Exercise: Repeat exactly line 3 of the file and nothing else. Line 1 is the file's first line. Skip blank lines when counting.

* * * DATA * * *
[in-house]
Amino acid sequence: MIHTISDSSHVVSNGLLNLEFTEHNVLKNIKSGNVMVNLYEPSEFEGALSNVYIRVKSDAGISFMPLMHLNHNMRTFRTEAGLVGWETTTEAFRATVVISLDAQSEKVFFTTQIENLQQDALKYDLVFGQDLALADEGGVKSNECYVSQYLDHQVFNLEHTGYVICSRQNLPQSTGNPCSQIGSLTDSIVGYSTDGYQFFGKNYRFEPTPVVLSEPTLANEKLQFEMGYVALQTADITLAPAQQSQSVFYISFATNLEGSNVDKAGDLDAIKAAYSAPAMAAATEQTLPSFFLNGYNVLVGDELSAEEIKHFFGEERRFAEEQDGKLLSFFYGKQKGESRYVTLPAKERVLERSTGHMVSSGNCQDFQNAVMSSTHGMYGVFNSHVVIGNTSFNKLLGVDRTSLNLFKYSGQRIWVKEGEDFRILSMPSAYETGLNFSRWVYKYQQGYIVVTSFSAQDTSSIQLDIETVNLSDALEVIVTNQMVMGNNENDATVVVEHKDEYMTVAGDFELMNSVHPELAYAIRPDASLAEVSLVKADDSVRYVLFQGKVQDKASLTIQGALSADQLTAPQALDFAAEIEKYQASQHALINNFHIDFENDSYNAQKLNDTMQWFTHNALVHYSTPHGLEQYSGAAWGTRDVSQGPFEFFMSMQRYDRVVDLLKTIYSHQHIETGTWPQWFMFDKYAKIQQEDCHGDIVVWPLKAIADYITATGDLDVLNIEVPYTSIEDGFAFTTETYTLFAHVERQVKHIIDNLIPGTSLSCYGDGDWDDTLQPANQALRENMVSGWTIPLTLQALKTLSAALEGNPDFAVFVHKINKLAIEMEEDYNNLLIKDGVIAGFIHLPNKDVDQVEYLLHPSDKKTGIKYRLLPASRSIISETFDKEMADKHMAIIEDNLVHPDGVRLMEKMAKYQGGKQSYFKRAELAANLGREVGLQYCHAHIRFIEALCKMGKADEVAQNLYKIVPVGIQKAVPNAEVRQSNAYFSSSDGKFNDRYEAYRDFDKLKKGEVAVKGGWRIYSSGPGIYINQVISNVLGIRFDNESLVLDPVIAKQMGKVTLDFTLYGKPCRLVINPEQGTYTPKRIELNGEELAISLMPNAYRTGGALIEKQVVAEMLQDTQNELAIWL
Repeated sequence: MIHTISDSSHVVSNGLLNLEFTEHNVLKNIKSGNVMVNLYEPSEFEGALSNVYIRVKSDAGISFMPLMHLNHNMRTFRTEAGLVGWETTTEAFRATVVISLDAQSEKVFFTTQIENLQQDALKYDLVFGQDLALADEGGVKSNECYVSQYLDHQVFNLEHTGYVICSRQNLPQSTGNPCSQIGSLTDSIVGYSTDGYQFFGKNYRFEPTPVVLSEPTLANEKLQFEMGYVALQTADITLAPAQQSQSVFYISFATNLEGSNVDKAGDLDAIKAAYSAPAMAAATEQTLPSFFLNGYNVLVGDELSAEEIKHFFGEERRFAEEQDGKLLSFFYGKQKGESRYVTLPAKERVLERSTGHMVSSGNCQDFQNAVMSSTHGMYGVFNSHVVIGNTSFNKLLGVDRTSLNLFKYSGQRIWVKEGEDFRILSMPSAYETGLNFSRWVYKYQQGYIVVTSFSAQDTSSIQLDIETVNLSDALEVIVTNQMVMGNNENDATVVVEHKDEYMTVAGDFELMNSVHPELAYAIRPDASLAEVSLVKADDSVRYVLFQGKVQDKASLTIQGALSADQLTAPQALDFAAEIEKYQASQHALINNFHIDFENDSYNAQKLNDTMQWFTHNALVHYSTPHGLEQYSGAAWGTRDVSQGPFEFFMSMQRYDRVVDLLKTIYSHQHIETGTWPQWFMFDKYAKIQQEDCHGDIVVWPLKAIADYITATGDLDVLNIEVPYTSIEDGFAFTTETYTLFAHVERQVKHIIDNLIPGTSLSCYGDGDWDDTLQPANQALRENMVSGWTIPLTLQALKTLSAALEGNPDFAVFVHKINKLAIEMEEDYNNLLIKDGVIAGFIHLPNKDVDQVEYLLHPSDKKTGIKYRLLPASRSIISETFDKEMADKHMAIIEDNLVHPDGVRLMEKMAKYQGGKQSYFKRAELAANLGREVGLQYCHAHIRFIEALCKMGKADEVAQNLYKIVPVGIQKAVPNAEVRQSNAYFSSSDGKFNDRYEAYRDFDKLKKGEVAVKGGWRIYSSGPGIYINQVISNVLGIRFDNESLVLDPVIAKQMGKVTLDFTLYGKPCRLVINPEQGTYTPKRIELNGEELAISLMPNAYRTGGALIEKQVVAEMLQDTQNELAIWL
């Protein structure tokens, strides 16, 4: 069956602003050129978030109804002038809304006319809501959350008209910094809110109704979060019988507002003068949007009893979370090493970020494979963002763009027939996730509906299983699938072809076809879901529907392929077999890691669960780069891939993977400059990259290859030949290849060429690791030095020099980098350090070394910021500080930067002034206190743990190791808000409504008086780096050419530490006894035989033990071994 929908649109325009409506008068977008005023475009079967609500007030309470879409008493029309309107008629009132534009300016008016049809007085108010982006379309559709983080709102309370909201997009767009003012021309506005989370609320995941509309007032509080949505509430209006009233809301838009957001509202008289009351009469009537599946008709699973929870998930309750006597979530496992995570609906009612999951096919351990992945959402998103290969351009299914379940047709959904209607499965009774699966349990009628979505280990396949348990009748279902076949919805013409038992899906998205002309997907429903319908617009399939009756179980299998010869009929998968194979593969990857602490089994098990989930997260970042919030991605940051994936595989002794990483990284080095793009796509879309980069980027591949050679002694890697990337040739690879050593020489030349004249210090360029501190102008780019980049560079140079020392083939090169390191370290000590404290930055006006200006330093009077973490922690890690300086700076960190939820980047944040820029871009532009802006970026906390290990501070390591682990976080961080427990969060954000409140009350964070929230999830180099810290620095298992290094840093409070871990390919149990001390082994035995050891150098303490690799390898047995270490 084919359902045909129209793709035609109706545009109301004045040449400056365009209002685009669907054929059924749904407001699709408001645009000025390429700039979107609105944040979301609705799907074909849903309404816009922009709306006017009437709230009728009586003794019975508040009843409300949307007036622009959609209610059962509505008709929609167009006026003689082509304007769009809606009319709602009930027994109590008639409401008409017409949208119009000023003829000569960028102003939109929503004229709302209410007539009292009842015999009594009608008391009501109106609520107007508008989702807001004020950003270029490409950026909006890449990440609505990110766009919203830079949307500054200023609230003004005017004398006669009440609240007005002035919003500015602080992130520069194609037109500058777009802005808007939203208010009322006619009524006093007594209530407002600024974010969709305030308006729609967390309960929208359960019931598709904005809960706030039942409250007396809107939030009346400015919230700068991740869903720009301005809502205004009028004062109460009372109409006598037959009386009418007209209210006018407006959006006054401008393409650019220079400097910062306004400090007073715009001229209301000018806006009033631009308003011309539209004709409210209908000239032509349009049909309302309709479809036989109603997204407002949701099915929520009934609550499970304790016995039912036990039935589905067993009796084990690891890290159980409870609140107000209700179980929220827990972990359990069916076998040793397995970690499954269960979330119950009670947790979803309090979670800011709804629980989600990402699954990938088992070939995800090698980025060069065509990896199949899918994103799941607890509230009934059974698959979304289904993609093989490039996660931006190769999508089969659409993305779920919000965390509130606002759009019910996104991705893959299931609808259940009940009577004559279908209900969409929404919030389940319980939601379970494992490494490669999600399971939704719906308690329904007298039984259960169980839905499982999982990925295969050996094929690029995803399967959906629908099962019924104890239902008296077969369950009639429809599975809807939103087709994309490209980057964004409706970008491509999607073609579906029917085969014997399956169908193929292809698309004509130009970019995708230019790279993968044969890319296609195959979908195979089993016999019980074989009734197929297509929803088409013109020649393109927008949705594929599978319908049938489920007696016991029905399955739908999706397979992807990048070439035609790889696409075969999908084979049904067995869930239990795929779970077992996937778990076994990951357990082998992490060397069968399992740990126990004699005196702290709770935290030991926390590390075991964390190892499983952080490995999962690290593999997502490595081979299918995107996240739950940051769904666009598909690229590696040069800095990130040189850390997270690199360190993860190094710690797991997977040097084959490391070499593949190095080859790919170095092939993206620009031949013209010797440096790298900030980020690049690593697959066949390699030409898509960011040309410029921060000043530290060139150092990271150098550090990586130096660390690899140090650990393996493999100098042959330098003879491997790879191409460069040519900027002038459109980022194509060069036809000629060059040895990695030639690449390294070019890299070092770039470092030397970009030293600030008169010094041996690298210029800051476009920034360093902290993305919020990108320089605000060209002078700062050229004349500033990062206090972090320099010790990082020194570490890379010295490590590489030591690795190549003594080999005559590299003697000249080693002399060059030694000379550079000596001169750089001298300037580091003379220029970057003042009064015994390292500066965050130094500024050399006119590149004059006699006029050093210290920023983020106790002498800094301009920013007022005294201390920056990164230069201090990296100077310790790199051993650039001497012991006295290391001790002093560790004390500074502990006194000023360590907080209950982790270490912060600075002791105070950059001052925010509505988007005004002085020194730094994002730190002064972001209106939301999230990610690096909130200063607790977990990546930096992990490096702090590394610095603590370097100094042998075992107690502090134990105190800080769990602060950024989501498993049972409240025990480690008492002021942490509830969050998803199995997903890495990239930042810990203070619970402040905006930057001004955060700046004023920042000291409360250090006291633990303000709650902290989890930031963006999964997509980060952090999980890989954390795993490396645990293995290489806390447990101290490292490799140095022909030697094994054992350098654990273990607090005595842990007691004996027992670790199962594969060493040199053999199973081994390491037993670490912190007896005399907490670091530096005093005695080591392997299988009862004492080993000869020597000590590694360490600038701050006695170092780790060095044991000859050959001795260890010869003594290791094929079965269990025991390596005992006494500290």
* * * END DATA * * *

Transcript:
Repeated sequence: MIHTISDSSHVVSNGLLNLEFTEHNVLKNIKSGNVMVNLYEPSEFEGALSNVYIRVKSDAGISFMPLMHLNHNMRTFRTEAGLVGWETTTEAFRATVVISLDAQSEKVFFTTQIENLQQDALKYDLVFGQDLALADEGGVKSNECYVSQYLDHQVFNLEHTGYVICSRQNLPQSTGNPCSQIGSLTDSIVGYSTDGYQFFGKNYRFEPTPVVLSEPTLANEKLQFEMGYVALQTADITLAPAQQSQSVFYISFATNLEGSNVDKAGDLDAIKAAYSAPAMAAATEQTLPSFFLNGYNVLVGDELSAEEIKHFFGEERRFAEEQDGKLLSFFYGKQKGESRYVTLPAKERVLERSTGHMVSSGNCQDFQNAVMSSTHGMYGVFNSHVVIGNTSFNKLLGVDRTSLNLFKYSGQRIWVKEGEDFRILSMPSAYETGLNFSRWVYKYQQGYIVVTSFSAQDTSSIQLDIETVNLSDALEVIVTNQMVMGNNENDATVVVEHKDEYMTVAGDFELMNSVHPELAYAIRPDASLAEVSLVKADDSVRYVLFQGKVQDKASLTIQGALSADQLTAPQALDFAAEIEKYQASQHALINNFHIDFENDSYNAQKLNDTMQWFTHNALVHYSTPHGLEQYSGAAWGTRDVSQGPFEFFMSMQRYDRVVDLLKTIYSHQHIETGTWPQWFMFDKYAKIQQEDCHGDIVVWPLKAIADYITATGDLDVLNIEVPYTSIEDGFAFTTETYTLFAHVERQVKHIIDNLIPGTSLSCYGDGDWDDTLQPANQALRENMVSGWTIPLTLQALKTLSAALEGNPDFAVFVHKINKLAIEMEEDYNNLLIKDGVIAGFIHLPNKDVDQVEYLLHPSDKKTGIKYRLLPASRSIISETFDKEMADKHMAIIEDNLVHPDGVRLMEKMAKYQGGKQSYFKRAELAANLGREVGLQYCHAHIRFIEALCKMGKADEVAQNLYKIVPVGIQKAVPNAEVRQSNAYFSSSDGKFNDRYEAYRDFDKLKKGEVAVKGGWRIYSSGPGIYINQVISNVLGIRFDNESLVLDPVIAKQMGKVTLDFTLYGKPCRLVINPEQGTYTPKRIELNGEELAISLMPNAYRTGGALIEKQVVAEMLQDTQNELAIWL